“We create our own experience of the world and we get to influence them. It starts with our relationship with ourselves,” says global coach and leadership transformation facilitator Rachel Allan, who is running the Women Entrepreneur Transformation Programme (WETP) at the Ghana Climate Innovation Centre (GCIC) at Ashesi University.
The leadership programme is an integral part of GCIC’s agenda to provide the innovative women entrepreneurs of its cohort with the technical and advisory services that allow them to elevate their entrepreneurial journey, as well as with a support system to optimise their mindset for entrepreneurial success — and to become extraordinary leaders. In Ghana, women make up 46.4% of businesses owners (according to 2018 MasterCard Index of Women’s Entrepreneurship).
Since February, the eight participating women entrepreneurs have gone through a series of one-on-one coaching and group sessions, accountability calls, and hands-on exercises. One of the first themes they worked on was self-care and personal responsibility.
Taking care of oneself – of one’s basic, psychological as well as self-fulfillment needs – is a key starting point in the journey to access one’s inner leadership, which, ultimately, will help the women entrepreneurs guide their businesses purposefully and consciously.
“Leadership starts within, by understanding how we personally operate at our optimum. Often this is so obvious that we forget it. So I am asking my clients: Are you meeting your own basic physiological, psychological and spiritual needs? Do you even know what they are? Life is moving so fast, as leaders it is essential to ground ourselves in meeting our basic human needs. Why? So we can respond to the competing priorities our businesses and roles bring us. It is our personal responsibility to choose.”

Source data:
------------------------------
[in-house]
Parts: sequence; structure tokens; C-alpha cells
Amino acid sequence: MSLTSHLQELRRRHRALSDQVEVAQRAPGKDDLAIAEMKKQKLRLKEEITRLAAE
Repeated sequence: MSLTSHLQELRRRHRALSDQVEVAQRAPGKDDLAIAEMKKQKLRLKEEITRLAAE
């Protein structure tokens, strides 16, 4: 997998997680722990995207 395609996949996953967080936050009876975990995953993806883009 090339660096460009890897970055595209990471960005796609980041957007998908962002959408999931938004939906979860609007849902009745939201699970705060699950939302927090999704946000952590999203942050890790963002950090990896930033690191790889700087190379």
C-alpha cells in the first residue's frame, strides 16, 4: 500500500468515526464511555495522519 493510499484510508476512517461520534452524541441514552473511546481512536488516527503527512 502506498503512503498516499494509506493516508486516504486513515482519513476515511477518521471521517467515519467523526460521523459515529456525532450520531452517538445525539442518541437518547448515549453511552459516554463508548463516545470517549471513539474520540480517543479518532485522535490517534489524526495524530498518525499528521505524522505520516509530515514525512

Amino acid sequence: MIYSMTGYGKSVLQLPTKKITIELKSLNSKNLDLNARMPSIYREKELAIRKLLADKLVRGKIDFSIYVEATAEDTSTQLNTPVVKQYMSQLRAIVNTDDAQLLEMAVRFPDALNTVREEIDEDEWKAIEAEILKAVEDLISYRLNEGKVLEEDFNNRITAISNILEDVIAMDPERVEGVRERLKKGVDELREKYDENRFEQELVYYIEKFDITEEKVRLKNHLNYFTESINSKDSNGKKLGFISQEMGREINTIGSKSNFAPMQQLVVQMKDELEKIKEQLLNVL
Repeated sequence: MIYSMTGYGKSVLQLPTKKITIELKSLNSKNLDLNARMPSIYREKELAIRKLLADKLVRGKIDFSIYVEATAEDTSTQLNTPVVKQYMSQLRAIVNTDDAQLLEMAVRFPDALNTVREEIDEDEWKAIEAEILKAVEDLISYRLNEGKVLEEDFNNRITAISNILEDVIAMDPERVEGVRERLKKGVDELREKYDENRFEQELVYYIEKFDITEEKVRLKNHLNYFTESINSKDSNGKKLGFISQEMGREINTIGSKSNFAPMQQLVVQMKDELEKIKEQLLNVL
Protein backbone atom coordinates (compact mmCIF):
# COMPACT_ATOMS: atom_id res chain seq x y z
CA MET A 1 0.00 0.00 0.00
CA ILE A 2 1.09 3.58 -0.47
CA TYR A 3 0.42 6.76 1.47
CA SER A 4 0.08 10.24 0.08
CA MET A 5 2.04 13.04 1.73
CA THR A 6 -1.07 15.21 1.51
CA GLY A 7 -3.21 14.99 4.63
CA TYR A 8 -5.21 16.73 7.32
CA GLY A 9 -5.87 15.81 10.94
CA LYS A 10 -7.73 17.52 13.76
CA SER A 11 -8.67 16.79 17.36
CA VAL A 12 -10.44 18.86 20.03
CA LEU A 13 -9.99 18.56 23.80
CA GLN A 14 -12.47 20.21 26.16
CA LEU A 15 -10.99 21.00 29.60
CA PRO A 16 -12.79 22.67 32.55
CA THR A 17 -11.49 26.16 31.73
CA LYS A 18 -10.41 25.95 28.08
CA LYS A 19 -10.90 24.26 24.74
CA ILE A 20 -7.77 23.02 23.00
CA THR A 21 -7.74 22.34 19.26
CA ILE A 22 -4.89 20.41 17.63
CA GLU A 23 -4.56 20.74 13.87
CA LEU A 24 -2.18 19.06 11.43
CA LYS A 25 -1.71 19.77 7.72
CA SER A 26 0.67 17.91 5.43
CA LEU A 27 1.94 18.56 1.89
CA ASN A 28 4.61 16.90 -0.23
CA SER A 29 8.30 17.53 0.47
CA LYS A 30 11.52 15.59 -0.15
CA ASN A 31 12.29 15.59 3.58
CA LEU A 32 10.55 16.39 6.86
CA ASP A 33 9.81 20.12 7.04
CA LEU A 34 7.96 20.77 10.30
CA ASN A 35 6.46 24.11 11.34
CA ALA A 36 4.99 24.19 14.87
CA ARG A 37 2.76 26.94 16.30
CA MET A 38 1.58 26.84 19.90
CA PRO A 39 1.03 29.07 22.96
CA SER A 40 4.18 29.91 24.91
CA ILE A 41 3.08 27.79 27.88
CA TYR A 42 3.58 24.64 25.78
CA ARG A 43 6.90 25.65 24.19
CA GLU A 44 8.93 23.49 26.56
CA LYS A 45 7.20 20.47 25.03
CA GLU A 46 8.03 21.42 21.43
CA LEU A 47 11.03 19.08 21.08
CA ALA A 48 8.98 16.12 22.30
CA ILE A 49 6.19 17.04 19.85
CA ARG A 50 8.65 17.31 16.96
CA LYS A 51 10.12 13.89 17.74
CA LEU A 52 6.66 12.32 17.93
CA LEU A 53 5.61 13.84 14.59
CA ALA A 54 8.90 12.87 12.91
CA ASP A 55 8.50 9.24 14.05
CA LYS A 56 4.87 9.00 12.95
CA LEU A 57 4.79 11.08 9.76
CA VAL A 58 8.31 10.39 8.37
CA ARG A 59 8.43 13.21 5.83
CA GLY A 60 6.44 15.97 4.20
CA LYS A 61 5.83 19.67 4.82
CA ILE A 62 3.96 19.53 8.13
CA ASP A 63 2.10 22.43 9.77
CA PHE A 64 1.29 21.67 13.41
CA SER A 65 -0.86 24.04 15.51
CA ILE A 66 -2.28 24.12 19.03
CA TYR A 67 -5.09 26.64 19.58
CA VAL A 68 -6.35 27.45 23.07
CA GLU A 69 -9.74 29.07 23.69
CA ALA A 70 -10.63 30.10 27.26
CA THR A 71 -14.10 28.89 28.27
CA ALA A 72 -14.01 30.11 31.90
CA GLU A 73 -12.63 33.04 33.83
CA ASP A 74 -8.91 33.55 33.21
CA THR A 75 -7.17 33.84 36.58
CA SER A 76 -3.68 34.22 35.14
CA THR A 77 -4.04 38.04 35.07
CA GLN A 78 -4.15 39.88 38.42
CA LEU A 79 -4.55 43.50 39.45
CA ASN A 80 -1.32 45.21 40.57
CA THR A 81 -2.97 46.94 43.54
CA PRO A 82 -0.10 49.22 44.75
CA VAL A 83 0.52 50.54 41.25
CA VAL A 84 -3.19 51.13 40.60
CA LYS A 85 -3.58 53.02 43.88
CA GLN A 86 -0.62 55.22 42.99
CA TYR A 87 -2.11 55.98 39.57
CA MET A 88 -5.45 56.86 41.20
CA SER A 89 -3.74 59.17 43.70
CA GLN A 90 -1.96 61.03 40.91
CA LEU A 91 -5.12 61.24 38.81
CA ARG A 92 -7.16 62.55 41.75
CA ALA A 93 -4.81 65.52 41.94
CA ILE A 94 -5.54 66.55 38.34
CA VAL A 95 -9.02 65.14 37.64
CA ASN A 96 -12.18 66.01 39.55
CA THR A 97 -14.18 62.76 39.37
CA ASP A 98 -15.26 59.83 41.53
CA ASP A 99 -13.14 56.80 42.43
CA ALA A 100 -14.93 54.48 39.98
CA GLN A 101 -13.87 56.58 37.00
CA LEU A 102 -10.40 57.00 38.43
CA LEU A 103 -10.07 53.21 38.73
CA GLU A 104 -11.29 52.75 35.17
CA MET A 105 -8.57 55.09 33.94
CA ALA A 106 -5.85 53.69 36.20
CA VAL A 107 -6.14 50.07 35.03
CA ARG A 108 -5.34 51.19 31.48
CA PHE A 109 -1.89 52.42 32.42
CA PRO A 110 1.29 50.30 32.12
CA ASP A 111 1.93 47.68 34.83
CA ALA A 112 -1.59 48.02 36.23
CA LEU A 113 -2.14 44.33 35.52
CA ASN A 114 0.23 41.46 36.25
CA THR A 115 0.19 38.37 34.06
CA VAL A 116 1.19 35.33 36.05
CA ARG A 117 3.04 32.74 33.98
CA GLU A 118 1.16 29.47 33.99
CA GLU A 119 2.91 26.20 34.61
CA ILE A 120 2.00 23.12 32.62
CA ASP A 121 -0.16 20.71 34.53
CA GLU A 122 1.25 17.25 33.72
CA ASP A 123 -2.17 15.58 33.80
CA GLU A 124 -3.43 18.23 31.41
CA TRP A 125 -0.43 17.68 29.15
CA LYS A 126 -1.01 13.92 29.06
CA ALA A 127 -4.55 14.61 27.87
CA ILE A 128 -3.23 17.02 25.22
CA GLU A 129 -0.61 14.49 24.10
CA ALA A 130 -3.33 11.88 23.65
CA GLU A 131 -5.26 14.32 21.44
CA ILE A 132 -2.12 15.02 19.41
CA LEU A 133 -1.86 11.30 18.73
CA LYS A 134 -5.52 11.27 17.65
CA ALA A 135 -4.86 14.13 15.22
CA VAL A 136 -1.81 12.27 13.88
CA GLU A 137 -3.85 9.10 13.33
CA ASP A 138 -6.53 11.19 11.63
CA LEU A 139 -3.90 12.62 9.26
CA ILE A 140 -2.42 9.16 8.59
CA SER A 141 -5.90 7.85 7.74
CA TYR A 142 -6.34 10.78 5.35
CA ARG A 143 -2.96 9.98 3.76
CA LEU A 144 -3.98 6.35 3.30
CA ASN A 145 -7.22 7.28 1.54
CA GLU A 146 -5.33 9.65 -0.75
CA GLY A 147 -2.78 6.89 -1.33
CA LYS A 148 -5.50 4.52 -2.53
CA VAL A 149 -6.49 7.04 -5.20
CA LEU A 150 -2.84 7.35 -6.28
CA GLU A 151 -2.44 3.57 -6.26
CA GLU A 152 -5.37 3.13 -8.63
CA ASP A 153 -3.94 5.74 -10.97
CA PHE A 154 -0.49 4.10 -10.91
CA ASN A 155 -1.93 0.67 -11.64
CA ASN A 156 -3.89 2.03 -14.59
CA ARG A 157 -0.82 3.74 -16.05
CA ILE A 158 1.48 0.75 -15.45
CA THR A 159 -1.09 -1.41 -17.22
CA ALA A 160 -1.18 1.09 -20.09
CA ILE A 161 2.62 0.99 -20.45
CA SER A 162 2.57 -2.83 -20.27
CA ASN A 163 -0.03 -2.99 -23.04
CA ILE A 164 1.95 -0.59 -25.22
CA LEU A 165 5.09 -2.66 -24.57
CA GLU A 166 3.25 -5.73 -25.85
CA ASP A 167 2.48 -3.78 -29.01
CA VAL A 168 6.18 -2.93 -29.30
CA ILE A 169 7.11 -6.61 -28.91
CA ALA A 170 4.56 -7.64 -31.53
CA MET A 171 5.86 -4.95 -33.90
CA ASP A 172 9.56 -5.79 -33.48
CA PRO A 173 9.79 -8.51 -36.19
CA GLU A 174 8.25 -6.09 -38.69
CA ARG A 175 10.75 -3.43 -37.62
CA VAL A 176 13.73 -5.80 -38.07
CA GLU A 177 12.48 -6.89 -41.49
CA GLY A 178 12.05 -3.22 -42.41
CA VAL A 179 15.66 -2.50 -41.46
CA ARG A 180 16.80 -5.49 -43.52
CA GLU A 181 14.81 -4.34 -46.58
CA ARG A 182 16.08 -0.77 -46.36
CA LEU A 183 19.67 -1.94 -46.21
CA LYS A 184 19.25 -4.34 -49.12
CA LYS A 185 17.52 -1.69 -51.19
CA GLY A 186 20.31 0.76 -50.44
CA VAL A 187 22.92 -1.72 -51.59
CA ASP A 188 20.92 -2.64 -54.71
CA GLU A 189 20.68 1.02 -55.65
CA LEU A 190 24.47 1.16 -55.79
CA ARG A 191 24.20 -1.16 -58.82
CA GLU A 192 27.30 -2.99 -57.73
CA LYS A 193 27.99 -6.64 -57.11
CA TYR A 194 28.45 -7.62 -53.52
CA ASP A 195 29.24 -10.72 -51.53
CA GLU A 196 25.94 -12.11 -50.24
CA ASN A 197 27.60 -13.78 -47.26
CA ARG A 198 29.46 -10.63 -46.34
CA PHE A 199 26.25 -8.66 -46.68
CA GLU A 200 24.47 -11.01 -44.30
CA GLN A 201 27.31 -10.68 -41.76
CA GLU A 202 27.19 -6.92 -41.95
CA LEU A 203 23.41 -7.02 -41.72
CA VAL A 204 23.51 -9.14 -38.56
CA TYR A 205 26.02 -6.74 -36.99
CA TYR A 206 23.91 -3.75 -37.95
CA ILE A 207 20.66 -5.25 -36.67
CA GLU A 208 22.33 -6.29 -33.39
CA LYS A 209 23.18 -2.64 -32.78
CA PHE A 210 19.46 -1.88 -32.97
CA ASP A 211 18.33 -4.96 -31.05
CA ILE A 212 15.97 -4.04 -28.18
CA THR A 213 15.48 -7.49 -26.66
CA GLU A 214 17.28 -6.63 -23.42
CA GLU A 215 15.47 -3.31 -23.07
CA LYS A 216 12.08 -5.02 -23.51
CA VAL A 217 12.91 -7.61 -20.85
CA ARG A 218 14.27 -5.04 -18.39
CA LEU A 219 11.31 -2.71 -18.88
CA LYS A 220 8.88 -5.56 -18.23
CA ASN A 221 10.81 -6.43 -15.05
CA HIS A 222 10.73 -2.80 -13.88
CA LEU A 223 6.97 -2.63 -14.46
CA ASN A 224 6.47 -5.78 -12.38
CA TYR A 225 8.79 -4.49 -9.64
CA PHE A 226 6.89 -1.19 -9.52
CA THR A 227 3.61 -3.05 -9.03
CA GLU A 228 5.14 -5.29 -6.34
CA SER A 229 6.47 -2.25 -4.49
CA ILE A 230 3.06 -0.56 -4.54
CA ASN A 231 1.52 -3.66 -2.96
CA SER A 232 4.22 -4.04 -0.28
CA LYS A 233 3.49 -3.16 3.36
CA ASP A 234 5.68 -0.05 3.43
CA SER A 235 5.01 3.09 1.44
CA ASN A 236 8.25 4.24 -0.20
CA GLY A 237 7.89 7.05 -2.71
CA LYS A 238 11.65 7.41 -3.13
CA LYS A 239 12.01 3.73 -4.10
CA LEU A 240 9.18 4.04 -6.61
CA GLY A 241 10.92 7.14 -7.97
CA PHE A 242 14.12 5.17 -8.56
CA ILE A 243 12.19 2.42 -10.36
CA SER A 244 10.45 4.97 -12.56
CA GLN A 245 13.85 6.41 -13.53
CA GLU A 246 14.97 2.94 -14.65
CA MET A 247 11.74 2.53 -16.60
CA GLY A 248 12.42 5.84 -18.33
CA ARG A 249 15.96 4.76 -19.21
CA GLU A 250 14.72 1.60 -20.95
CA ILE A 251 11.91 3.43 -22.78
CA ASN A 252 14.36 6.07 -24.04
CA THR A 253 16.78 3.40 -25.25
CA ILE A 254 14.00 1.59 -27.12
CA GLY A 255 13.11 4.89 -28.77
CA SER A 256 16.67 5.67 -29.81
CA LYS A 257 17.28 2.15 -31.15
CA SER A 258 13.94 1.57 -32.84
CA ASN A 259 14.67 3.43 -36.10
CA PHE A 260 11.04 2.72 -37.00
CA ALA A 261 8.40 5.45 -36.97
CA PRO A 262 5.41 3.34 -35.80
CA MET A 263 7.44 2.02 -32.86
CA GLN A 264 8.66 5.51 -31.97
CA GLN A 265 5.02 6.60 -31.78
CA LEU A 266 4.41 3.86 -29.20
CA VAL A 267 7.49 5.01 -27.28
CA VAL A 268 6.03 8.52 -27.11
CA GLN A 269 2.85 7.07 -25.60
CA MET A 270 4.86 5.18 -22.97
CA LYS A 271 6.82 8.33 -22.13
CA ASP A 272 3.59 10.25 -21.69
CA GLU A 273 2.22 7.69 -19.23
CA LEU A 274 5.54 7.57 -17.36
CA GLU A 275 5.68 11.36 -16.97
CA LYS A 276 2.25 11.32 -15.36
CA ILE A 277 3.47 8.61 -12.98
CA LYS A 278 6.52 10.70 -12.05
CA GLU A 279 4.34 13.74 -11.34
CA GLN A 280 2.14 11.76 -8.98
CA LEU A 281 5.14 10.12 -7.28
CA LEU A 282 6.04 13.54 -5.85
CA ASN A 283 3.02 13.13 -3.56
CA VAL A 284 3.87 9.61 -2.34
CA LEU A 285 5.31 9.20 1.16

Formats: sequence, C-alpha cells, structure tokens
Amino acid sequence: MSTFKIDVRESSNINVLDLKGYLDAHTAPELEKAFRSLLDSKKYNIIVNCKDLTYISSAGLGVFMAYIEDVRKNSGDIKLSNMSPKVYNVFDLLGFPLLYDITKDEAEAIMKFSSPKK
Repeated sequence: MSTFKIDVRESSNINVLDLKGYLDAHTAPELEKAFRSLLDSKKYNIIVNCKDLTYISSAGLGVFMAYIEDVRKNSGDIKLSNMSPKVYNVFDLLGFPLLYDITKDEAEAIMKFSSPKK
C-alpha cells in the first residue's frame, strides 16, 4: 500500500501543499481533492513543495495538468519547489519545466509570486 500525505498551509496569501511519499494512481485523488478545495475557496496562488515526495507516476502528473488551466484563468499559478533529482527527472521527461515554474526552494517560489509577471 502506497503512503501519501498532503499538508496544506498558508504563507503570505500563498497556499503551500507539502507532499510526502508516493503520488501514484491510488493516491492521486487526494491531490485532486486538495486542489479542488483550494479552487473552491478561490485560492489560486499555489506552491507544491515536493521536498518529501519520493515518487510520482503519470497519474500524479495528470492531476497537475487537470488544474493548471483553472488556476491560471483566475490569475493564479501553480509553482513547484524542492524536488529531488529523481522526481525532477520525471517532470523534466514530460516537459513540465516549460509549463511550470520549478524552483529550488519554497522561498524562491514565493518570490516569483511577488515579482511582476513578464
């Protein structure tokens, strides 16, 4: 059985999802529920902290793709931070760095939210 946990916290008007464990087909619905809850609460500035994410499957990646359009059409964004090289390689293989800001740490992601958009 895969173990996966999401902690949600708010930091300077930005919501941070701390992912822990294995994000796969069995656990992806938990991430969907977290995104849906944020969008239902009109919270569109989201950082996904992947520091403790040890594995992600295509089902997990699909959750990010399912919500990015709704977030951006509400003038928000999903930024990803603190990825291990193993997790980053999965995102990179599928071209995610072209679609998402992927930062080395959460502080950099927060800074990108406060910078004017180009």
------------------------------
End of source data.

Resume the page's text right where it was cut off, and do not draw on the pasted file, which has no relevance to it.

Identifying our relationship to self-care and personal responsibility means taking a serious look at how we live and relate to ourselves.
Psychologist Abraham Maslow’s Hierarchy of Needs is used as a basis for identifying basic needs (physiological and safety), psychological needs (belongingness and love), and self-fulfillment needs (self-actualisation):
Having one’s physiological needs met, is where everything starts, followed by meeting one’s security needs, and one’s needs for belonging, love, and esteem.
To create a human body and mind that can thrive, so we can live and lead to our optimum, the female entrepreneurs were encouraged to explore the following areas:
- Sleep is the essential part of the body’s regeneration; it keeps us healthy so we can live, lead, love: How much sleep do you need? How much are you getting? How do you close the gap?